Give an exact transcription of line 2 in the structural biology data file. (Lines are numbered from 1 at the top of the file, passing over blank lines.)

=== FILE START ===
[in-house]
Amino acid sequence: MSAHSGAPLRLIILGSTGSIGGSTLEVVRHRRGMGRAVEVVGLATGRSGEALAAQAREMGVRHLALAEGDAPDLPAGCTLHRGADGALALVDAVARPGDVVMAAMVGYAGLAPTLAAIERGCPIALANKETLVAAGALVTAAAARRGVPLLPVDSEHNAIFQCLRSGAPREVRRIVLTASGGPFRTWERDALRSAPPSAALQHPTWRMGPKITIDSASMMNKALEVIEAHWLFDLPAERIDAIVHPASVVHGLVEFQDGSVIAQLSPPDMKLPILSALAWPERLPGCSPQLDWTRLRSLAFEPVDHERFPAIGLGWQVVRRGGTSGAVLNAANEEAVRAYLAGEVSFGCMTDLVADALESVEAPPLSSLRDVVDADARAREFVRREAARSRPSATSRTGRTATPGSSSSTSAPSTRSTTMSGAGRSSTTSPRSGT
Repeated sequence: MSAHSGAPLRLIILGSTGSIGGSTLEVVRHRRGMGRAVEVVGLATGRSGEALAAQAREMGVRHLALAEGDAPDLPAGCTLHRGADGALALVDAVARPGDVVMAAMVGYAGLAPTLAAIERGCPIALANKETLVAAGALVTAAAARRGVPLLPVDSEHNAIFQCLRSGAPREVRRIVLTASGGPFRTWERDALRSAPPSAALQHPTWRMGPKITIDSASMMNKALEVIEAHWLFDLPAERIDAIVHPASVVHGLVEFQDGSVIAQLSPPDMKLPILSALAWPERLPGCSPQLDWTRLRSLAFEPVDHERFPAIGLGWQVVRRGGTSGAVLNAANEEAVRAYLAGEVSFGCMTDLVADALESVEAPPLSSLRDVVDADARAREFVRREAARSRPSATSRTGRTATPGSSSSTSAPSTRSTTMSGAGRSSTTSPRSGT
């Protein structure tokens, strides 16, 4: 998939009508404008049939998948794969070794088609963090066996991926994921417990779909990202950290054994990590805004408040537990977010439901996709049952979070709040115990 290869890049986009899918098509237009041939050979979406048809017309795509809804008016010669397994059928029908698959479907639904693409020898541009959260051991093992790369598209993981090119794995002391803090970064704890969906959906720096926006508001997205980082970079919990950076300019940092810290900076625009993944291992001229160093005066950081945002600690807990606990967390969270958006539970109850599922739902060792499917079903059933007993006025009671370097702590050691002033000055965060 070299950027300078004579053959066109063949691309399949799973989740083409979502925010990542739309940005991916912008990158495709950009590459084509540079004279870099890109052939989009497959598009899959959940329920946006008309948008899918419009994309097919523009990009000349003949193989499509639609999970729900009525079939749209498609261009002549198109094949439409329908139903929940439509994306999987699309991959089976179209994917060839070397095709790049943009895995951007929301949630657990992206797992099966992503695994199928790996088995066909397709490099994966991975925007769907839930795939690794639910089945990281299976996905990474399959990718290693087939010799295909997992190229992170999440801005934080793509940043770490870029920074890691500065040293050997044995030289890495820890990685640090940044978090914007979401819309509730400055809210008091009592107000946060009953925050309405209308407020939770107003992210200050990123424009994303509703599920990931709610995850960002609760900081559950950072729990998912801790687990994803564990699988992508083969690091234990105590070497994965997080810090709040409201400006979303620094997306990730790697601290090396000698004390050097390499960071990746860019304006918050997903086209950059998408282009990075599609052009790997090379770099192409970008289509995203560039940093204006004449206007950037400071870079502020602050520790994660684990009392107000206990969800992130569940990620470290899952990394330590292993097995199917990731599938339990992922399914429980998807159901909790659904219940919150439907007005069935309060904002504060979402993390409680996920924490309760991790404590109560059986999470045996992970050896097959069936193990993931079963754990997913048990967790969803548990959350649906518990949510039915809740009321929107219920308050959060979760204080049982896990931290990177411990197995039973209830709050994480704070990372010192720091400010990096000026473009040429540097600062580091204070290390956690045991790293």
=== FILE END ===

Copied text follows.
Amino acid sequence: MSAHSGAPLRLIILGSTGSIGGSTLEVVRHRRGMGRAVEVVGLATGRSGEALAAQAREMGVRHLALAEGDAPDLPAGCTLHRGADGALALVDAVARPGDVVMAAMVGYAGLAPTLAAIERGCPIALANKETLVAAGALVTAAAARRGVPLLPVDSEHNAIFQCLRSGAPREVRRIVLTASGGPFRTWERDALRSAPPSAALQHPTWRMGPKITIDSASMMNKALEVIEAHWLFDLPAERIDAIVHPASVVHGLVEFQDGSVIAQLSPPDMKLPILSALAWPERLPGCSPQLDWTRLRSLAFEPVDHERFPAIGLGWQVVRRGGTSGAVLNAANEEAVRAYLAGEVSFGCMTDLVADALESVEAPPLSSLRDVVDADARAREFVRREAARSRPSATSRTGRTATPGSSSSTSAPSTRSTTMSGAGRSSTTSPRSGT